When you think of heaven, what comes to mind? Perhaps you think of John the Revelator’s description in Revelation 21-22: New Jerusalem with walls of Jasper, gates of pearl, streets of pure gold, the crystal sea before God’s throne, the Tree of Life, the River of Life, the Lamb’s Book of Life, myriads of angels, millions of glorified saints, perfect peace, and continuous joy. Maybe you envision no more sin, sorrow, sickness, pain, death, devil, evil, and no more heartbreaking goodbyes. Everything in heaven is God-made and perfect in every way—a pristine paradise! But there is something in heaven that is man-made—the scars on the body of Jesus!
Jesus spent forty days appearing to His followers after His resurrection, showing them His scars and proving He had truly risen from the dead (Acts 1:3). “Then . . . Jesus came and stood in the midst, and said unto them, ‘Peace be with you.’ And when He had said this, He showed them His hands and His side. Then the disciples were glad when they saw the Lord” (Jn. 20:19-20, NKJV). One small problem: Thomas was absent (maybe he overslept, maybe he didn’t get the memo, maybe he was scared or played hooky, we don’t know why he wasn’t present). When they told him they saw Jesus and he missed it, Thomas insisted, “Unless I see in His hands the print of the nails, and put my finger into the print of the nails, and put my hand into His side, I will not believe” (Jn. 20:25). He wanted to see Jesus’ scars with his own eyes.
We’ve dubbed him “doubting Thomas” for 2,000 years but he gets a bum rap. He only asked to see the same proof all the other disciples got to see. So, exactly eight days later, Jesus appeared to them again, and this time Thomas was present. It seems to be a special appearance just for Thomas. Who is Christ concerned about the most? Those who are struggling in their faith. Those who have doubts and questions and need reassurance. Notice Thomas’ bold confession of faith after he saw Jesus’ scars—“Then He said to Thomas, ‘Reach your finger here, and look at My hands; and reach your hand here, and put it into My side. Do not be unbelieving, but believing.’ And Thomas answered and said to Him, ‘My Lord and my God!’” (Jn. 20:27-29) He was convinced by seeing Jesus’ man-made scars.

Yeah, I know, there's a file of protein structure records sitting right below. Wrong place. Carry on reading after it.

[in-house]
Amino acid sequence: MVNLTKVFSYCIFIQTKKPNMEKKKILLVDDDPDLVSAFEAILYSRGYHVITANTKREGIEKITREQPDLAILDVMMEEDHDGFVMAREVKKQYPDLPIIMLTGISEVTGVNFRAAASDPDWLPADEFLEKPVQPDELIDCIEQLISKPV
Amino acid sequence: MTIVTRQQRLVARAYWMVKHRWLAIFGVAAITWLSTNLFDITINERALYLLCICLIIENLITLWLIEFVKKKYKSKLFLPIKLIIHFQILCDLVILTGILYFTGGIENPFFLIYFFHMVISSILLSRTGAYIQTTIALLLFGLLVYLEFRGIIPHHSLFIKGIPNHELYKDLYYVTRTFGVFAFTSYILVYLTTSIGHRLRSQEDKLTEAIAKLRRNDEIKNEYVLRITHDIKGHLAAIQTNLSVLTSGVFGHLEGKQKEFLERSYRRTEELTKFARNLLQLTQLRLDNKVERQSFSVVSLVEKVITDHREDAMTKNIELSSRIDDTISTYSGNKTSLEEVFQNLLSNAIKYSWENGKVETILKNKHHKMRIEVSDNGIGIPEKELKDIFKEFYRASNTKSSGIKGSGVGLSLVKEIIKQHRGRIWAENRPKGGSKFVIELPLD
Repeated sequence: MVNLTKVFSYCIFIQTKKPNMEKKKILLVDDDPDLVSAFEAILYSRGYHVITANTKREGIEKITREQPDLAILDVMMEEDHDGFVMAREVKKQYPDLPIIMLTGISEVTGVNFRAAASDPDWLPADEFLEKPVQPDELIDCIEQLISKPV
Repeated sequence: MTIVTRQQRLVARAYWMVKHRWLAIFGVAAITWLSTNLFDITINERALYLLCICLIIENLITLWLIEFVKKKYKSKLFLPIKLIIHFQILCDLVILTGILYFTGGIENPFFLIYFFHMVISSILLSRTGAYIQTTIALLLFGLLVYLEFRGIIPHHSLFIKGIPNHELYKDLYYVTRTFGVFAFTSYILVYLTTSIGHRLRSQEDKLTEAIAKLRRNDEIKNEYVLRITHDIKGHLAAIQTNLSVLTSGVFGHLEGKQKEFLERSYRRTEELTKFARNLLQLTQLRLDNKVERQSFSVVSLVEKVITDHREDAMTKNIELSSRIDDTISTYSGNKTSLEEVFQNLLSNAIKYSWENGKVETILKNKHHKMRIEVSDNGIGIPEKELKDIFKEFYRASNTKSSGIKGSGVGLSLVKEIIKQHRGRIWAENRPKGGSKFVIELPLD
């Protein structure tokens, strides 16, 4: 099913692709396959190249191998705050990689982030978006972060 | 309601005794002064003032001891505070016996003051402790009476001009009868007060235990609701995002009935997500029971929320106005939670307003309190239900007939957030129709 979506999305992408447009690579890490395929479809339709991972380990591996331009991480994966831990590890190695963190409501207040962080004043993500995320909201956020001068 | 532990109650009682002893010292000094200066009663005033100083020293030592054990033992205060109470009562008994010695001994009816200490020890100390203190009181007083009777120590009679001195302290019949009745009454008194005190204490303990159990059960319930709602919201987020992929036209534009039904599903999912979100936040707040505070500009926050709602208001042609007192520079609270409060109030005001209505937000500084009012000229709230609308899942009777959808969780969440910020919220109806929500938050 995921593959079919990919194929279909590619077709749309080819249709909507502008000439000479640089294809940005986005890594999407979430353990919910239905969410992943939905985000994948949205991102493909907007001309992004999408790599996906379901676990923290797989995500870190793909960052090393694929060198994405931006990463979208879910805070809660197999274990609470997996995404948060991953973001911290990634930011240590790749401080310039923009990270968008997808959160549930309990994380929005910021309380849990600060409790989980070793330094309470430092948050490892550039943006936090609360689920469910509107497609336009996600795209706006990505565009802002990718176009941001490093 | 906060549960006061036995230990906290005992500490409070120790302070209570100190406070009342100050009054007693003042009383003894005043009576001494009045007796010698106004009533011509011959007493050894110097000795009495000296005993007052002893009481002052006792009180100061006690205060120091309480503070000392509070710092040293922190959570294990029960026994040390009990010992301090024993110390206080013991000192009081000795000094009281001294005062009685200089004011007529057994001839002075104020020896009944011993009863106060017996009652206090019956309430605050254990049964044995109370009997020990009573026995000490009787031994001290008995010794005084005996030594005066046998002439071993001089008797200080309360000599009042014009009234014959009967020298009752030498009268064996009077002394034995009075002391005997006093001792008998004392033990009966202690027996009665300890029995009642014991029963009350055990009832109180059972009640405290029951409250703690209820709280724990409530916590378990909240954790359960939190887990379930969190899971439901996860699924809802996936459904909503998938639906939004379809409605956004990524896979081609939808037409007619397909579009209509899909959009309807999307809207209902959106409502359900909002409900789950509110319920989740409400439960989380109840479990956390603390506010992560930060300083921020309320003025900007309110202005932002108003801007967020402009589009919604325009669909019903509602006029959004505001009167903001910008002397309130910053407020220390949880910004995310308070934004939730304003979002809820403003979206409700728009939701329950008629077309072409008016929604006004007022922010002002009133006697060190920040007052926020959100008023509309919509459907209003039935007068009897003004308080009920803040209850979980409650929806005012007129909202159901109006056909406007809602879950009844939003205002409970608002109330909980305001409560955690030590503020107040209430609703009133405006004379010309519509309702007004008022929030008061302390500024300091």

A scar is “a mark left by a healed wound, a sore, or a burn, any blemish remaining as a trace of an injury.” Scars are reminders of an injury or a surgery. Consider this passage in Isaiah 49:14-16, “But Zion said, ‘The Lord has forsaken me, and my Lord has forgotten me.’ ‘Can a woman forget her nursing child, and not have compassion on the son of her womb? Surely they may forget, yet I will not forget you. See, I have inscribed you on the palms of My hands.’” How many times a day do we look at our hands? Dozens? Hundreds? Well, every time Jesus looks at His hands, He is reminded of us and the price He paid to purchase our redemption. Here’s the amazing thing, God could have healed every scar on His body when He was resurrected and glorified, but He left them on purpose as eternal reminders of His supreme love for us.
How many scars were on the body of Jesus? Hundreds! Isaiah 52:1, ETRV, states, “He was beaten so badly that he no longer looked like a man.” Isaiah 50:6, KJV, describes His suffering, “I gave my back to the smiters, and my cheeks to them that plucked off the hair: I hid not my face from shame and spitting.” Jesus was whipped, beaten, kicked, punched, slapped, abused, and tortured for hours. He looked more like a piece of meat hanging in a butcher shop than a human.
The Romans used a sadistic instrument of torture known as a flagrum (a whip with leather thongs on a handle, lined with metal, nails, bone, and hooks). It would literally fillet the flesh off a victim’s skeleton. The goal was to maximize pain. Mosaic Law only allowed a prisoner to be whipped thirty-nine times (the proverbial “mercy rule”—Dt. 25:3). But the Romans were not bound to Moses’ Law; they were merciless. Hundreds of lacerations were brutally inflicted on Jesus’ battered body. Isaiah (53:5) prophesied some 700 years earlier, “He was wounded for our transgressions, He was bruised for our iniquities; the chastisement for our peace was upon Him, and by His stripes we are healed.”
As a song says, “I should have been crucified, I should have suffered and died. I should have hung on the cross in disgrace, but Jesus, God’s Son, took my place! Whatever sickness you have, there was a stripe placed on Jesus’ back for your healing. There is no sin too big for Jesus’ blood to erase and there is no failure too great for God’s grace to overcome. The only man-made things in heaven—the scars on Jesus’ body—are what made it possible for all of us to go there!